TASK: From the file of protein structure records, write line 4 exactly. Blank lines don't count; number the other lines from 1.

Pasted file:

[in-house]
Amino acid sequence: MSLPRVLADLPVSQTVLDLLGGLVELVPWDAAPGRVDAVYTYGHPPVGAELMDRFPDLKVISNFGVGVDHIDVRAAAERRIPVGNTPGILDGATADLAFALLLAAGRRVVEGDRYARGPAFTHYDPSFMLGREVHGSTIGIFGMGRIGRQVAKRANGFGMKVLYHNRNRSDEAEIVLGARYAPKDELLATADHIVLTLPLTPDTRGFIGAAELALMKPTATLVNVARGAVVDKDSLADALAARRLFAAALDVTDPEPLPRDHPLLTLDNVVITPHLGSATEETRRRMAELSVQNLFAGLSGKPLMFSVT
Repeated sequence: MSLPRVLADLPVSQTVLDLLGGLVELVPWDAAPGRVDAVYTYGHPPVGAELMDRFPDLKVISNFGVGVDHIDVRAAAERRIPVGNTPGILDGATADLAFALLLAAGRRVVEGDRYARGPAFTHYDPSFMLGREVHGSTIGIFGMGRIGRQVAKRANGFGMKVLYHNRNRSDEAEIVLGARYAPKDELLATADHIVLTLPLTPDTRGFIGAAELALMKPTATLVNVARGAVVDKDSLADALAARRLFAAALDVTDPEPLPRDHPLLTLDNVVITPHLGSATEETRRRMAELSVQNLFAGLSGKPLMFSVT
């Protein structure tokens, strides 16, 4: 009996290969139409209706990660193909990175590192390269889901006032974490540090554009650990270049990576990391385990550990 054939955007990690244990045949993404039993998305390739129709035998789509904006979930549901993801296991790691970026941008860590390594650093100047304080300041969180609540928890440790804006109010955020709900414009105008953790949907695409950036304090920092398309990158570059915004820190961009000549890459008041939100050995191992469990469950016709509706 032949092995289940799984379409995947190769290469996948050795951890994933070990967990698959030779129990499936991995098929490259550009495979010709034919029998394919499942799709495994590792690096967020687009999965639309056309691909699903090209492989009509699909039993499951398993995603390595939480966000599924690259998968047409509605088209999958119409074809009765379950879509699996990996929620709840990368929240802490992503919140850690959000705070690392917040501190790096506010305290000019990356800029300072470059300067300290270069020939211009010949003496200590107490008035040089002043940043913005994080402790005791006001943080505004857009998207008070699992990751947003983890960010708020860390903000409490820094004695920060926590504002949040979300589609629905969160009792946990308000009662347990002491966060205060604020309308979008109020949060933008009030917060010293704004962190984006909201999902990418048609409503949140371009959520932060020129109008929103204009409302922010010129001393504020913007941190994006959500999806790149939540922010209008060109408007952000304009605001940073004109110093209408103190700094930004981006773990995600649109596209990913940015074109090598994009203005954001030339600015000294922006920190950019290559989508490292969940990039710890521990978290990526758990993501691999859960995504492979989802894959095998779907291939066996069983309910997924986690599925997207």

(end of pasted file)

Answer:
């Protein structure tokens, strides 16, 4: 009996290969139409209706990660193909990175590192390269889901006032974490540090554009650990270049990576990391385990550990 054939955007990690244990045949993404039993998305390739129709035998789509904006979930549901993801296991790691970026941008860590390594650093100047304080300041969180609540928890440790804006109010955020709900414009105008953790949907695409950036304090920092398309990158570059915004820190961009000549890459008041939100050995191992469990469950016709509706 032949092995289940799984379409995947190769290469996948050795951890994933070990967990698959030779129990499936991995098929490259550009495979010709034919029998394919499942799709495994590792690096967020687009999965639309056309691909699903090209492989009509699909039993499951398993995603390595939480966000599924690259998968047409509605088209999958119409074809009765379950879509699996990996929620709840990368929240802490992503919140850690959000705070690392917040501190790096506010305290000019990356800029300072470059300067300290270069020939211009010949003496200590107490008035040089002043940043913005994080402790005791006001943080505004857009998207008070699992990751947003983890960010708020860390903000409490820094004695920060926590504002949040979300589609629905969160009792946990308000009662347990002491966060205060604020309308979008109020949060933008009030917060010293704004962190984006909201999902990418048609409503949140371009959520932060020129109008929103204009409302922010010129001393504020913007941190994006959500999806790149939540922010209008060109408007952000304009605001940073004109110093209408103190700094930004981006773990995600649109596209990913940015074109090598994009203005954001030339600015000294922006920190950019290559989508490292969940990039710890521990978290990526758990993501691999859960995504492979989802894959095998779907291939066996069983309910997924986690599925997207």